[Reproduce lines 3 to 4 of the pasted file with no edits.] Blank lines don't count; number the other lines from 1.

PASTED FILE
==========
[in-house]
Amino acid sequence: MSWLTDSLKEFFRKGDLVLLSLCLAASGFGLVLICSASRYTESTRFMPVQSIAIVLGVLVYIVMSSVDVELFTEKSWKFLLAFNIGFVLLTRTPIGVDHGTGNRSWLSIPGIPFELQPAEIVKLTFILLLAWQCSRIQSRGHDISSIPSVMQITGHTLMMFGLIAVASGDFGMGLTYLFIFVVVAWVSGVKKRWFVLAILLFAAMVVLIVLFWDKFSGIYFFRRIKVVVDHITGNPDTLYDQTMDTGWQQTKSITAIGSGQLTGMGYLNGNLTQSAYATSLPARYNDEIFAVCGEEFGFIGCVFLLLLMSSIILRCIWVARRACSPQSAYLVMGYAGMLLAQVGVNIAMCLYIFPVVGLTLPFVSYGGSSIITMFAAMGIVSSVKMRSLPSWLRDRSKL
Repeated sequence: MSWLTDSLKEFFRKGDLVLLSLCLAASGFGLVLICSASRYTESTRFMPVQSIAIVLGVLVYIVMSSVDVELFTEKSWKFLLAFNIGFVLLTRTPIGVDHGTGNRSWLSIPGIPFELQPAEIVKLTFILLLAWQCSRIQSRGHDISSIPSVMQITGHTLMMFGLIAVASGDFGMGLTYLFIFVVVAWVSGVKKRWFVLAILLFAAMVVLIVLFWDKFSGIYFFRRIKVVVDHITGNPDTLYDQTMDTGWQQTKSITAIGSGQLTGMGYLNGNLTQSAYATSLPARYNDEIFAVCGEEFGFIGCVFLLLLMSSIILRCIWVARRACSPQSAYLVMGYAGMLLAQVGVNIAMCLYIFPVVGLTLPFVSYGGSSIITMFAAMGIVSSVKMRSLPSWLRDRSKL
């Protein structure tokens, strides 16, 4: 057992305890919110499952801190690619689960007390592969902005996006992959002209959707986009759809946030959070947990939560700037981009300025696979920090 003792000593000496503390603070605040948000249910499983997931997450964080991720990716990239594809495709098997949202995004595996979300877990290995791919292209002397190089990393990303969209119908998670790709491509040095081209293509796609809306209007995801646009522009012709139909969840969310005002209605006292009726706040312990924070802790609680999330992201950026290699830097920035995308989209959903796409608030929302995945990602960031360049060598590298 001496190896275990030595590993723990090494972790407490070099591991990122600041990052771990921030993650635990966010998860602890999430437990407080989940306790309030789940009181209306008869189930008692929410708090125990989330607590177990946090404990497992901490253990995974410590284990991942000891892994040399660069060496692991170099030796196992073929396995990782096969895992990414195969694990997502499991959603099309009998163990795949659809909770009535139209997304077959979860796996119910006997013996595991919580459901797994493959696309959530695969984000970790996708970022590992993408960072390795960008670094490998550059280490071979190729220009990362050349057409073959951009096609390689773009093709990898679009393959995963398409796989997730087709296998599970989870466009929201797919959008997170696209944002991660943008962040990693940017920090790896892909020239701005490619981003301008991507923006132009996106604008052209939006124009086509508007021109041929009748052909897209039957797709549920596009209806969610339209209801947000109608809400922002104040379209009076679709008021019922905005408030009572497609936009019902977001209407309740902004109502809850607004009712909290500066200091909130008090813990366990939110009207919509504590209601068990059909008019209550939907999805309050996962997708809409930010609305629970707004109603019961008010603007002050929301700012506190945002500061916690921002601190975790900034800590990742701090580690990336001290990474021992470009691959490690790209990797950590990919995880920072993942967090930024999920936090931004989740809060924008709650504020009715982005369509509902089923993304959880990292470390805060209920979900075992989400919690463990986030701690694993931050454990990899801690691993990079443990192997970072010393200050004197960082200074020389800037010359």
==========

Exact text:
Repeated sequence: MSWLTDSLKEFFRKGDLVLLSLCLAASGFGLVLICSASRYTESTRFMPVQSIAIVLGVLVYIVMSSVDVELFTEKSWKFLLAFNIGFVLLTRTPIGVDHGTGNRSWLSIPGIPFELQPAEIVKLTFILLLAWQCSRIQSRGHDISSIPSVMQITGHTLMMFGLIAVASGDFGMGLTYLFIFVVVAWVSGVKKRWFVLAILLFAAMVVLIVLFWDKFSGIYFFRRIKVVVDHITGNPDTLYDQTMDTGWQQTKSITAIGSGQLTGMGYLNGNLTQSAYATSLPARYNDEIFAVCGEEFGFIGCVFLLLLMSSIILRCIWVARRACSPQSAYLVMGYAGMLLAQVGVNIAMCLYIFPVVGLTLPFVSYGGSSIITMFAAMGIVSSVKMRSLPSWLRDRSKL
């Protein structure tokens, strides 16, 4: 057992305890919110499952801190690619689960007390592969902005996006992959002209959707986009759809946030959070947990939560700037981009300025696979920090 003792000593000496503390603070605040948000249910499983997931997450964080991720990716990239594809495709098997949202995004595996979300877990290995791919292209002397190089990393990303969209119908998670790709491509040095081209293509796609809306209007995801646009522009012709139909969840969310005002209605006292009726706040312990924070802790609680999330992201950026290699830097920035995308989209959903796409608030929302995945990602960031360049060598590298 001496190896275990030595590993723990090494972790407490070099591991990122600041990052771990921030993650635990966010998860602890999430437990407080989940306790309030789940009181209306008869189930008692929410708090125990989330607590177990946090404990497992901490253990995974410590284990991942000891892994040399660069060496692991170099030796196992073929396995990782096969895992990414195969694990997502499991959603099309009998163990795949659809909770009535139209997304077959979860796996119910006997013996595991919580459901797994493959696309959530695969984000970790996708970022590992993408960072390795960008670094490998550059280490071979190729220009990362050349057409073959951009096609390689773009093709990898679009393959995963398409796989997730087709296998599970989870466009929201797919959008997170696209944002991660943008962040990693940017920090790896892909020239701005490619981003301008991507923006132009996106604008052209939006124009086509508007021109041929009748052909897209039957797709549920596009209806969610339209209801947000109608809400922002104040379209009076679709008021019922905005408030009572497609936009019902977001209407309740902004109502809850607004009712909290500066200091909130008090813990366990939110009207919509504590209601068990059909008019209550939907999805309050996962997708809409930010609305629970707004109603019961008010603007002050929301700012506190945002500061916690921002601190975790900034800590990742701090580690990336001290990474021992470009691959490690790209990797950590990919995880920072993942967090930024999920936090931004989740809060924008709650504020009715982005369509509902089923993304959880990292470390805060209920979900075992989400919690463990986030701690694993931050454990990899801690691993990079443990192997970072010393200050004197960082200074020389800037010359």